Виголошена Постійним представником України при міжнародних організаціях у Відні І.Прокопчуком на засіданні Постійної ради ОБСЄ 8 вересня 2016 року.
Statement on Freedom of Expression and Association in Russia
As for delivery by the Delegation of Ukraine
to the 1112th meeting of the Permanent Council,
08 September 2016
On 1 September 2016, in Beslan, the Russian Federation, five women were detained by the police during a mourning ceremony in memory of hostage tragedy at the local school in 2004, which left 334 people dead, including 186 children, and 810 people wounded.
The women attempted to peacefully express protest over the scale of use of force by the Russian authorities during the so-called rescue operation and undue investigation to bring the responsible to account. Four of these women lost their children in the 2004 Beslan hostage tragedy, and one also lost her husband. Another woman’s daughter endured the ordeal and survived.
We find appalling the fact that the mothers, who lost their children, were harshly detained by the police, promptly taken to court and sentenced to public works. What was their fault? They expressed their views over the injustice by wearing T-shirts with respective imprints. Notably, the Chair of the Council on human rights under the Russian President reacted to this unacceptable situation by pointing out that “Such actions in relation to women who endured an awful tragedy cannot be justified neither from the moral, nor legal standpoints”, however the Russian authorities remained conspicuously silent on the matter.
We recall that on 2 July 2015 the European Court of Human Rights declared admissible the appeals brought by 447 Beslan victims and consolidated into a single case. The court decided to consider the case with relation to two articles of the European Convention on Human Rights, including Article 2 on the “right to life,” seen by applicants as central to their case.
Two Russian journalists Yelena Kostyuchenko from “Novaya Gazeta” and Diana Khachatryan from “Takiye Dela” were also detained by the Russian police while trying to cover the mourning ceremony and brief protest in Beslan on 1 September. After being held in local police station, both journalists were released, however later that day they were attacked by unidentified persons in sight of policemen, who did not intervene.
Numerous cases of violation of freedom of expression rights are documented in 56-page report by Human Rights Watch titled “Like on a minefield: Chechen authorities against dissenters” which was published in end August. The authors of the report call on Russian authorities to immediately put an end to impunity for the grave human rights violations and call upon the OSCE, the UN and other international organizations to keep the situation under permanent monitoring.
The report, in particular, contains very troubling details about attack on a group of Russian and foreign journalists on 9 March 2016. On a road in Ingushetia, when they were on their way to Grozny, they were stopped, severely beaten and their minivan was burned down. This case was raised in the Permanent Council immediately, after it happened. Now, 6 months after the attack, we request the Russian delegation to update us on the issue of bringing the perpetrators to account.
We express our concern over the decision of the Russian authorities to declare a “foreign agent” the Levada-Center, one of Russia’s leading research agencies. Levada-Center is among few independent research centers, which remained operational in Russia and conducted authoritative surveys on numerous issues of public interest, in particular concerning Russia’s policies towards Ukraine. The unfounded label of a “foreign agent” will create significant obstacles for professional functioning of the Levada-Center. It is reported that for now the Center was forced to announce the suspension of conduct of its public surveys in the run-up to the parliamentary elections in Russia.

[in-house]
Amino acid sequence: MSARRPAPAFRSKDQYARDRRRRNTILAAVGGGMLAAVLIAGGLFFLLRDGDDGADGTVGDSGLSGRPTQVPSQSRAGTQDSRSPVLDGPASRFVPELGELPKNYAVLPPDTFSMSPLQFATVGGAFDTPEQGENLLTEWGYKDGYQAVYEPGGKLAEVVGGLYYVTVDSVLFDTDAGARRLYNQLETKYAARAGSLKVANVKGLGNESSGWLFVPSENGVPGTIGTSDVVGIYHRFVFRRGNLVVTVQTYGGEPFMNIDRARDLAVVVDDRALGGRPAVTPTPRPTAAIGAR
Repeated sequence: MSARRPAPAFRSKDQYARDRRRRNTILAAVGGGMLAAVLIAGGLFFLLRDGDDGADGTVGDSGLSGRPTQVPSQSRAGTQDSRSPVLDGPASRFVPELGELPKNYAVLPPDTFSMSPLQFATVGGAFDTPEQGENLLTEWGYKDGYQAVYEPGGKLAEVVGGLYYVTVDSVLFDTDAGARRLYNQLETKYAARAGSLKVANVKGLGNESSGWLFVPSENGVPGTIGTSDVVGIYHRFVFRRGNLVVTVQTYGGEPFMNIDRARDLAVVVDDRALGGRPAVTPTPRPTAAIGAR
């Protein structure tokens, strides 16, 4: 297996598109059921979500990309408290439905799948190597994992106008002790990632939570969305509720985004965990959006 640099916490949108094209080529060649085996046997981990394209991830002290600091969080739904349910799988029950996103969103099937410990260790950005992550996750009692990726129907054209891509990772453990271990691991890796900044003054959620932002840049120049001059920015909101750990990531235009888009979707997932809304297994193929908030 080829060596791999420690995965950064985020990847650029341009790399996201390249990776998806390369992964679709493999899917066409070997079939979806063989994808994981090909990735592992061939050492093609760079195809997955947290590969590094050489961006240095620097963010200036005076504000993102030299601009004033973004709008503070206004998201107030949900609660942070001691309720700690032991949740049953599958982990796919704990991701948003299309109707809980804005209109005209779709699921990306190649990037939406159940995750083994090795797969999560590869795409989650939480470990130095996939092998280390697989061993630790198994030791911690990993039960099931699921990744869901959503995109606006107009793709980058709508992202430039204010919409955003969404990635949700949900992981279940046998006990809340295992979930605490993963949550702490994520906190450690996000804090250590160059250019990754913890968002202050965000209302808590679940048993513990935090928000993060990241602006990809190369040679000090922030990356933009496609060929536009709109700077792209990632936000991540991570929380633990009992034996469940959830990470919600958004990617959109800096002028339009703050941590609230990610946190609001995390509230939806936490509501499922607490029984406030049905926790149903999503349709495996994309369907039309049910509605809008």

We are equally concerned that on Monday, 5 September, the Russian authorities launched an out-of-schedule inspection of the International charitable and human rights society “Memorial”. The declared aim of the inspection is “to establish the presence (absence) of signs of activity of the organization as a non-commercial entity performing the functions of a foreign agent…”.
Russia continues to ignore repeated concerted calls on the part of the international community to revise its legislation on the so-called “foreign agents” and “undesirable organizations” up to the international and OSCE standards.
Meanwhile, the situation continues to degrade as many NGOs in the Russian Federation suffer persecution and growing pressure under these laws for expressing their views and findings where vague legal grounds are exploited, straight to the point of liquidation.
We drew attention in the previous Permanent Council to consistently shrinking space for human rights and freedoms in Russia. These most recent facts testify yet again that the freedom of expression, media, assembly and association are being increasingly and persistently limited and restricted in the Russian Federation in contravention of its OSCE commitments.
We believe it important for the ODIHR and RFoM to be actively seized of monitoring the developments in the Russian Federation within their respective mandates and assist Russia in bringing its legislation and practices in compliance with the relevant OSCE commitments and international standards. We call on Russia to fully cooperate with the OSCE Institutions which function to assist implementation of undertaken commitments.
Thank you, Mr. Chairman.